Trinity’s Brickley takes aim at hoop, too
Every volleyball practice at Trinity College, coach Jennifer Bowman figures Hannah Brickley will be there early.
The Melrose High graduate will smile and laugh, work on whatever part of her game is struggling, find ways to help her teammates, and finally leave the gym when practice has long been over.
Brickley has shared her joy and work ethic with the rest of the Bantams while averaging a team-high 2.92 kills per set entering last Friday’s NESCAC quarterfinal match against Middlebury at host Connecticut College. The previous week, the 5-foot-9 junior outside hitter was honored as the conference’s Player of the Week after averaging 4.71 kills and 3.57 digs in wins over Bates and Colby.
“She’ll do whatever it takes for the team to win,” Bowman said. “She doesn’t get bogged down in who gets credit or who is to blame or who is responsible. Her attitude – that’s the best thing about Hannah.”
But something has been missing. Bowman has sensed it, so too have her players.
“She says it every year,” Bowman said. “She’s going to try out for the basketball team.”
For the last two seasons, Brickley has spent her winters keeping statistics for the Bantam women’s basketball team.
It wasn’t long ago that she was tearing up the court for Melrose High, sliding from shooting guard to small forward to power forward or wherever coach Rob Ferrante needed her.
Brickley’s last game came at the TD Garden in the 2010 Division 2 state final. She poured in 14 points in a 60-46 loss to Oliver Ames and Lauren Battista , the state’s Player of the Year.
Brickley hasn’t touched her basketball shoes since that game. She didn’t bring them to Trinity, instead deciding to focus all her athletic efforts on volleyball.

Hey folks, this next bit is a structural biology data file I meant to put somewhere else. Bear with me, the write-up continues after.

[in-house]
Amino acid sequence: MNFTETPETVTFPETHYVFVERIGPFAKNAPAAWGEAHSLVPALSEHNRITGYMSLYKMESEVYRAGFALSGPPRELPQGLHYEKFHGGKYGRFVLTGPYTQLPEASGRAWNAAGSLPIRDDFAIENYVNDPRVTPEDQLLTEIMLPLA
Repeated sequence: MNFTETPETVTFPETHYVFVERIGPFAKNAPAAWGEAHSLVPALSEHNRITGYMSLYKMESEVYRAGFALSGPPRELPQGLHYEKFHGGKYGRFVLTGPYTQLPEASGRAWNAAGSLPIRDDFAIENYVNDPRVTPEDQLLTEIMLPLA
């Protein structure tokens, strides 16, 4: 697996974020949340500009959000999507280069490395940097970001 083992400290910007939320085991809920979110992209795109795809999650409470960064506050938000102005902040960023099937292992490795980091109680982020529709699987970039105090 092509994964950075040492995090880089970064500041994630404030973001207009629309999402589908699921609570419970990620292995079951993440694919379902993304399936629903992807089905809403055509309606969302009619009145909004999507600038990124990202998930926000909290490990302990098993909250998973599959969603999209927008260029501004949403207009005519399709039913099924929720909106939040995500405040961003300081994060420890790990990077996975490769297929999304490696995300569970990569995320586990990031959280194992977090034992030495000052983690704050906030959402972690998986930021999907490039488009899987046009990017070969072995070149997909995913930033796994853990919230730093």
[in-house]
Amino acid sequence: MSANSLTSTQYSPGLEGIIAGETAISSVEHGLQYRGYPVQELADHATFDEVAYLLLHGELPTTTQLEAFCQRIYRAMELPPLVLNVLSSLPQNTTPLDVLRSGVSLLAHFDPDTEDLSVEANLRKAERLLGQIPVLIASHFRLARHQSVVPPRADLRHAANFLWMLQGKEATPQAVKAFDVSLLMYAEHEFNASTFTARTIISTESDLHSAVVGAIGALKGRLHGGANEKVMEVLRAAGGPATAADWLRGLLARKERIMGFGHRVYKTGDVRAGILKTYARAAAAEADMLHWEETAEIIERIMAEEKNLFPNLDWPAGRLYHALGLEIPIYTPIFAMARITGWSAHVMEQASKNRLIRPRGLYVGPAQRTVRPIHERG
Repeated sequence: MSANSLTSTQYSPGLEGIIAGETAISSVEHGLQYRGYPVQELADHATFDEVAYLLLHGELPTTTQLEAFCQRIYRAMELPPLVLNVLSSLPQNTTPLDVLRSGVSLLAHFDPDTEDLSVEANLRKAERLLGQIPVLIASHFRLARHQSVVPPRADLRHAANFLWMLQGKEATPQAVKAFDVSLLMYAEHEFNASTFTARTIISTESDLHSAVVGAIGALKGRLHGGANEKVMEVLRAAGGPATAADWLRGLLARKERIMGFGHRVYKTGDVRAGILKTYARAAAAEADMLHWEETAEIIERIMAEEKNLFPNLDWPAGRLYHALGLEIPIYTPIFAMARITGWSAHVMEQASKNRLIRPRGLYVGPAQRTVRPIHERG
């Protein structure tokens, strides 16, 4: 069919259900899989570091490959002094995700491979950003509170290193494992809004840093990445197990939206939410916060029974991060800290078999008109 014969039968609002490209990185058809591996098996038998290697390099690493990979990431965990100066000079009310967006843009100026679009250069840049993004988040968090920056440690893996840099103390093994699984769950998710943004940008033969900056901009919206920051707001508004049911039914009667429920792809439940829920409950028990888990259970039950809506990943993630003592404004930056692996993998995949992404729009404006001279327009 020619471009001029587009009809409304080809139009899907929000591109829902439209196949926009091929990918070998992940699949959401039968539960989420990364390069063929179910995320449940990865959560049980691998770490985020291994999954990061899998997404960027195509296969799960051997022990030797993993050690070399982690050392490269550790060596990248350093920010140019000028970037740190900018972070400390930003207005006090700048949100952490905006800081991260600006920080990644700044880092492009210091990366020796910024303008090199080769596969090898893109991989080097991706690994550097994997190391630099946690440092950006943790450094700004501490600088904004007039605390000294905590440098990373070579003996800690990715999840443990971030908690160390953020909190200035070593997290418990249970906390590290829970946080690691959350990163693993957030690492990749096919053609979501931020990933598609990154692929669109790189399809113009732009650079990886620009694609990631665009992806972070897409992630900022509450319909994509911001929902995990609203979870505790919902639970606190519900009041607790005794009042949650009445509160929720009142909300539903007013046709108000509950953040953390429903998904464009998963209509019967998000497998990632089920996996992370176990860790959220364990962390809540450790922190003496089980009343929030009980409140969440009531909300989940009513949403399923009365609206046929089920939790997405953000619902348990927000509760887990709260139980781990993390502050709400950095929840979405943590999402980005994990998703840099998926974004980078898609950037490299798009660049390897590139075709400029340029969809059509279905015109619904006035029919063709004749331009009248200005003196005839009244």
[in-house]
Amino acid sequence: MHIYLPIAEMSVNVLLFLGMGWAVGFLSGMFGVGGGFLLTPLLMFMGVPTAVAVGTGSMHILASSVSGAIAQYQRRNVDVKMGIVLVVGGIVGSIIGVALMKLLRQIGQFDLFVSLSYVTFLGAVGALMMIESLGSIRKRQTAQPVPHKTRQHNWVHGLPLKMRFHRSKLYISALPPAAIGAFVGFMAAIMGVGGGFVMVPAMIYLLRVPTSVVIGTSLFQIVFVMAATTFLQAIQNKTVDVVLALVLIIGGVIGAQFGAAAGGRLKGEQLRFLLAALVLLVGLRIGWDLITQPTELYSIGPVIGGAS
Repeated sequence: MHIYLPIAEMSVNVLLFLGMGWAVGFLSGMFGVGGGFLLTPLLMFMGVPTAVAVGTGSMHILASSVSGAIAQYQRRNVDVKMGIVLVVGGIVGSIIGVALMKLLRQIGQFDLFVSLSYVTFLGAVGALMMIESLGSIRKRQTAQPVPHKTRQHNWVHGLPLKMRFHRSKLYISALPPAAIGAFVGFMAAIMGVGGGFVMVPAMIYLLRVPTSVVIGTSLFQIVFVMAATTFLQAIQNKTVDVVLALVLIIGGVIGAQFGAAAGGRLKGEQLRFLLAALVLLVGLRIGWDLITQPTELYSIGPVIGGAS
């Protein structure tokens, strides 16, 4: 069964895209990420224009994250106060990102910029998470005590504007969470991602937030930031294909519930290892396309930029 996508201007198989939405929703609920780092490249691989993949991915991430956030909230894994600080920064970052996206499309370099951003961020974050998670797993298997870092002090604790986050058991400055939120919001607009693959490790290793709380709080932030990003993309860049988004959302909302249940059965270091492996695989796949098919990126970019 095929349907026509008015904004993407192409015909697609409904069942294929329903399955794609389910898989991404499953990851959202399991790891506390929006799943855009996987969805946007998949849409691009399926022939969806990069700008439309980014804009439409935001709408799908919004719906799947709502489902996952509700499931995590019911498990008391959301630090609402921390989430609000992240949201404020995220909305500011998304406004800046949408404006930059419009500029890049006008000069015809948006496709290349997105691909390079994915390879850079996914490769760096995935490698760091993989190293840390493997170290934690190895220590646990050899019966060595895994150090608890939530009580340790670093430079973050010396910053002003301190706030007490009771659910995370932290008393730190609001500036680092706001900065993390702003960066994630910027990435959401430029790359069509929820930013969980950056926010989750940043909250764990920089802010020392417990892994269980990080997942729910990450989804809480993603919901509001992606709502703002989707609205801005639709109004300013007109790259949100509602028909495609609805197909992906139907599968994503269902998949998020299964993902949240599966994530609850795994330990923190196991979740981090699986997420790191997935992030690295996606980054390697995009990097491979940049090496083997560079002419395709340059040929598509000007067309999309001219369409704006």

Her old shoes may not fit anymore, but her mother, Cindy , a former Trinity basketball player, made a special delivery to campus this week to drop off the dusty sneakers (although Hannah had yet to tell her mom why she needed them).
When the volleyball season ends Sunday (if the 12-10 Bantams advance to the NESCAC final), Brickley will toss her volleyball gear aside to try out for the basketball team Monday.
“The whole volleyball team is pumped to watch her play,” Bowman said.
“We told her that and she smiled, put her head down and said, ‘I don’t know if I’ll make the team.’ She’s that kind of ‘Aw shucks’ kid. She says she did horrible on an exam if she got a 93 instead of a 98.”
Ferrante is no stranger to Brickley’s tendency to downplay her skills.
He told her she could have played basketball in college. But he had a hard enough time in high school trying to get her to be selfish on the court.
“She would downplay her own abilities quite a bit,” Ferrante said. “She was the type of player where we would try to design things to make sure she got her touches during the game and got involved in the offense heavily throughout.
“At times, she would think she was a team-oriented player and that too much focus was put on her, not realizing her importance and her abilities.”
That’s why Brickley has always loved volleyball.
Her talent is widespread throughout both sports, and she misses the competitive nature of basketball (she rooms with three basketball players). But she’s been able to share that optimistic energy in volleyball without taking up too much of the spotlight herself.
“It changed me as a whole,” she said. “It’s a very upbeat, positive game. You have to shake off that play you just messed up, and I think volleyball has made me a much more positive and upbeat person.”
Monday, the focus turns to basketball. She may not be sure of her ability, but others are.
“I think she was such a smart player that she could work in almost any system,” Ferrante said. “She has the skills to play away from the basket and she was a strong enough player to play taller than she is around the hoop. If she put her mind to it, she’s a good enough athlete that she could play in college.”
Danvers grad tops WPI soccer scoring
Since Chris Ciampa has joined the men’s soccer program at Worcester Polytechnic Institute, the Engineers have gotten better each season.
After going 5-10-1 in 2009 and 9-8 in 2011, Ciampa helped pilot WPI to an 11-5 finish this fall.
A 5-foot-11 forward who led Eastern Massachusetts with 33 goals in 2009, his senior year at Danvers High, Ciampa has led WPI in scoring in each of his three seasons, compiling 23 goals and nine assists in 45 games.
“It’s been a building process, but we’re getting better and better,” he said. “I put all my heart and soul into this team. Next year we’re looking really good.”Continued...